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  Trapper Nelson - Tarzan of the Loxahatchee RiverFish catchPhoto of Trapper with Tree he cut down.Trapper Nelson talking to locals

Trapper Nelson


Trapper Nelson was a tall man. At six foot four inches, 240 pounds he was the "Tarzan of the Loxahatchee River", but his strange shotgun death in July 1968 was the talk of the town. It had all the elements of a murder mystery. The stories surrounding his death ranged from a jealous lover seeking revenge, to killers looking for hidden money, but in the end the sheriff ruled it a suicide. Vincent Nostokovich was born in Trenton, New Jersey and later became known as Trapper Nelson. He owned land on the northwest fork of the wild Loxahatchee River and built his camp and zoo there. He lived on the animals he trapped and fish he caught. Tourist boats from West Palm Beach brought visitors to see the wild man wrestle alligators. Celebrities like Gary Cooper, Gene Tunney along with countless society heiresses visited the jungle hideaway and were amazed to see the huge man, wrestling wild animals. There was no doubt that the flamboyant trapper had an eye for good real estate and beautiful heiresses. He had an interest in real estate and bought land at every opportunity until he owned 800 acres of valuable land including waterfront. When he needed money to pay his taxes, he sold two hundred acres to the Bessemer Corporation for $335,000, an area now known as Turtle Creek and Riverbend developments.

Friends noticed that Trapper Nelson thought people were trying to get his property away from him. He became more suspicious of people and more private. He put up gates and cut trees to block the south end of the Loxahatchee River to prevent people from getting near his camp. Supporters of the suicide theory said he became obsessed with sickness and complained about his stomach, saying he thought it might be cancer. Friends tried to encourage him to go to a clinic, but he was afraid of doctors and refused. Trapper Nelson seemed to get worse. He holed-up like a hermit and the only way he would see anyone was after he received a letter asking for an appointment. On July 24, 1968, Nelson made an appointment to meet with an old friend at the John DuBois house. When he failed to show up his friends put a call to the post office and learned that he had not picked up his mail. John DuBois went to the camp to check things out.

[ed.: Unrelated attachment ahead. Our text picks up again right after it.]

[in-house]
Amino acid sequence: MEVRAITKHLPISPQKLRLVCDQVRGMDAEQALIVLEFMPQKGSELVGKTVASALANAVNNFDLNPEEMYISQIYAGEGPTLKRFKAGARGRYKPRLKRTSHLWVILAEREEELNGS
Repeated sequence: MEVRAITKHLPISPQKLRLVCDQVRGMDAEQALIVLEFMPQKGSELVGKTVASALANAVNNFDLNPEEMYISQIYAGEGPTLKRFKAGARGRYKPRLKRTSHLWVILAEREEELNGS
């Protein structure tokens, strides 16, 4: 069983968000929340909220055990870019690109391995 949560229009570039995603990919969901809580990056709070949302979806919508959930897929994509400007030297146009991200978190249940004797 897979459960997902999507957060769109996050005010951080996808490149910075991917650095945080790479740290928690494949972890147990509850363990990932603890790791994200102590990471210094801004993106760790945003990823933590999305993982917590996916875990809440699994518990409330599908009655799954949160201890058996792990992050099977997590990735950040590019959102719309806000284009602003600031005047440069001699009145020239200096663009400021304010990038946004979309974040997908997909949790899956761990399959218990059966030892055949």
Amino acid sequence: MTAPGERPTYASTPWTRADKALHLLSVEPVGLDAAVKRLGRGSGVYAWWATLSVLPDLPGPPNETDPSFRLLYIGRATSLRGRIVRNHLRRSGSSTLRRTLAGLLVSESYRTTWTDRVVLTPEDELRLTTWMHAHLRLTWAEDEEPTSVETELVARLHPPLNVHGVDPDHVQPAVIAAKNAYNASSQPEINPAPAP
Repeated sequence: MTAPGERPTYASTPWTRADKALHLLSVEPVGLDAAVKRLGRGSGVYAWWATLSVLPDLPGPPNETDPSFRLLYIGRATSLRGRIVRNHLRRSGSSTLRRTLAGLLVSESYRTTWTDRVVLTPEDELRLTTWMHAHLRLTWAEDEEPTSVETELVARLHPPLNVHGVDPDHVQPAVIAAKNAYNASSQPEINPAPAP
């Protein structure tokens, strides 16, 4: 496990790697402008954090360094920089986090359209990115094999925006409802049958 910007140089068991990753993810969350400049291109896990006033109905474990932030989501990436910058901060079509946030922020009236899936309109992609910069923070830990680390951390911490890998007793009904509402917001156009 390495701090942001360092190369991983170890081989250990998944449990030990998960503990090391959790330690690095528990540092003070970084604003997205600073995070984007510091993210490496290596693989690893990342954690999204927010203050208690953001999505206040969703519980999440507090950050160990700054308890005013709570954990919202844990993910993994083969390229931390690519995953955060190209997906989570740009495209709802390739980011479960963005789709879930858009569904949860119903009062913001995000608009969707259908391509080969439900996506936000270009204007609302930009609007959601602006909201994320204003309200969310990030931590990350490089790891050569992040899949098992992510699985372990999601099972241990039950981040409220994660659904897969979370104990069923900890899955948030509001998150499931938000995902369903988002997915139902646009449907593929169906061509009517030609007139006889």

At the rear of Nelson's cabin DuBois was shocked to see Nelson's body lying near his hammock with his shotgun nearby. Rumors began circulating. First it was said that he died of a wound to the head. Later it was determined that he had been shot in his abdomen. Everyone seemed to have his own theory as to what happened, however, the coroner's jury delivered a verdict of suicide. Sheriff Slater Grose said in a news article, "pretty clear cut case." "He was a sick man and he knew it." One of Nelson's friends wondered. "He had a lot of enemies, a lot of people were jealous of him. I wouldn't rule out that somebody sneaked up on him." The sheriff conceded that they gave the case special attention, "what with that business about the big land deal and him being so controversial." Like a soap opera, the girls were still a factor in the case. DuBois, who may have known Trapper the best, wrote, "He remained the prime attraction. Girls came away exclaiming. . . 'Do you mean that big, beautiful man lives up there all alone?" Was it murder or suicide? We may never know.


 

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